Critic Consensus: For filmgoers predisposed to enjoy Todd Solondz' brand of black comedy, Wiener-Dog won't disappoint -- but those put off by previous works need not apply.
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as Dave Schmerz
as Carol Steinhart
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Critic Reviews for Wiener-Dog
The best story involves Danny DeVito as a screenwriting teacher, which allows Solondz, an adjunct professor at New York University's Tisch School of the Arts, to vent his spleen at the ignorance and arrogance of his students.
It's heavy material, but Solondz shapes it all into an epic joke about the folly of living a good life.
Even Gerwig, who could light up a darkened cavern simply with her walk, is wasted under Solondz' mirthless direction. She shuffles along with her shoulders slumped, like all characters in Solondz' movies.
Sic transit gloria mundi for the beleaguered title pooch of Todd Solondz's latest societal eyeballing, which leashes a dog's life to human absurdity.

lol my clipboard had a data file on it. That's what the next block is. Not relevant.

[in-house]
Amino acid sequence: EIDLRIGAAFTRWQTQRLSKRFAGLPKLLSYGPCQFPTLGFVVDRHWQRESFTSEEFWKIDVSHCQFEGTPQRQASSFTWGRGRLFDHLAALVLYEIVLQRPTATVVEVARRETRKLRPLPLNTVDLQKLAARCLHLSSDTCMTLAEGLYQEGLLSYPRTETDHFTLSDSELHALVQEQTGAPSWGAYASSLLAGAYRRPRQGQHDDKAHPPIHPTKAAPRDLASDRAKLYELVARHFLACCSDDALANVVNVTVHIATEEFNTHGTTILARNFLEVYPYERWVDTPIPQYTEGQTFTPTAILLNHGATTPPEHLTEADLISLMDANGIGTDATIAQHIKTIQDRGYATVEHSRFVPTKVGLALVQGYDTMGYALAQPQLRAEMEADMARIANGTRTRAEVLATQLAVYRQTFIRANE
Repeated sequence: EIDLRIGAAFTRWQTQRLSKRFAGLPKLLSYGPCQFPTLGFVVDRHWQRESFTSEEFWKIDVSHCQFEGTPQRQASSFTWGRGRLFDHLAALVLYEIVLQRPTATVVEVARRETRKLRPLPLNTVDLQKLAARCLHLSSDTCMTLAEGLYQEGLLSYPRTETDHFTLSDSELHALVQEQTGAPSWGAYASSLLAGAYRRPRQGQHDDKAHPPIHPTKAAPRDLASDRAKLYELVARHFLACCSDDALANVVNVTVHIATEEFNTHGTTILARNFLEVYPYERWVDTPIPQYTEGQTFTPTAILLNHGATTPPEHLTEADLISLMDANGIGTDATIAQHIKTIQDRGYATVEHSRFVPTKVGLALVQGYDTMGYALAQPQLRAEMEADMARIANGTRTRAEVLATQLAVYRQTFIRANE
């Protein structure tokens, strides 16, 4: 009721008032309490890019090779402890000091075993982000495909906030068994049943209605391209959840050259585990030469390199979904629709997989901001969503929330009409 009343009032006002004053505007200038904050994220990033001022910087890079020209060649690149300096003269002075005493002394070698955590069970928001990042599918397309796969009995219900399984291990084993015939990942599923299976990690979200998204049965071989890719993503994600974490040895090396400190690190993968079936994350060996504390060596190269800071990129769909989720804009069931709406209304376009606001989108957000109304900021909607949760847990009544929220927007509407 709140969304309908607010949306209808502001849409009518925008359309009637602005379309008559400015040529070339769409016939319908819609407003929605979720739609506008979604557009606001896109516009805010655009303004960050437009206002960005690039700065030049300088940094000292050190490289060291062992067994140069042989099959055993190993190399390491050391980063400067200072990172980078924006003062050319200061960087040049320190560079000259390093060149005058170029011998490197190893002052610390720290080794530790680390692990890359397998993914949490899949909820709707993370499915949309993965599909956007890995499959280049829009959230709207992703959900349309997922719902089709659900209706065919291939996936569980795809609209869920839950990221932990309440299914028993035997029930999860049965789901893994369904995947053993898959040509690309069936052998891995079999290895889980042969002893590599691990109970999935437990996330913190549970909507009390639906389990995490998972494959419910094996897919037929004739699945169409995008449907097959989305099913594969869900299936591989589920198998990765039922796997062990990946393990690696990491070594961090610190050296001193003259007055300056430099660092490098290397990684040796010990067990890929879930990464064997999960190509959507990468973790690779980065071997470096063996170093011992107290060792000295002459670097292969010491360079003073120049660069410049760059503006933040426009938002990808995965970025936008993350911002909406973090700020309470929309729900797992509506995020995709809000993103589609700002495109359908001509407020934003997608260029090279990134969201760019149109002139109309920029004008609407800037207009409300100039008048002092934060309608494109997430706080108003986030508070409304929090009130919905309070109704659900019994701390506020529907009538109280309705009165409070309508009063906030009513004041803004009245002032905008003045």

It takes a callused soul not to dread the inevitable, and it takes an exceptional film to earn that discomfort from its audience. This film is not exceptional.
Audience Reviews for Wiener-Dog
I liked it, but that ending was terrible.
Solondz is extremely arrogant to think that only he knows what "real art" is, proving only the opposite with this mediocre film that is artificial as a bad theater play and so tonally awful that it feels way too bleak for a comedy, no matter how dark it is supposed to be.
Going in I knew certain people took major issue with the subject of some of the movie's jokes: Rape, animal cruelty, depression, death, and domestic terrorism to name a few. Personally I took issue with the fact that I was bored. A black-comedy anthology film starring a Dachshund seemed like it would be totally my cup of tea. In reality, Wiener-Dog couldn't hold my attention through even the first segment, and I didn't laugh once.
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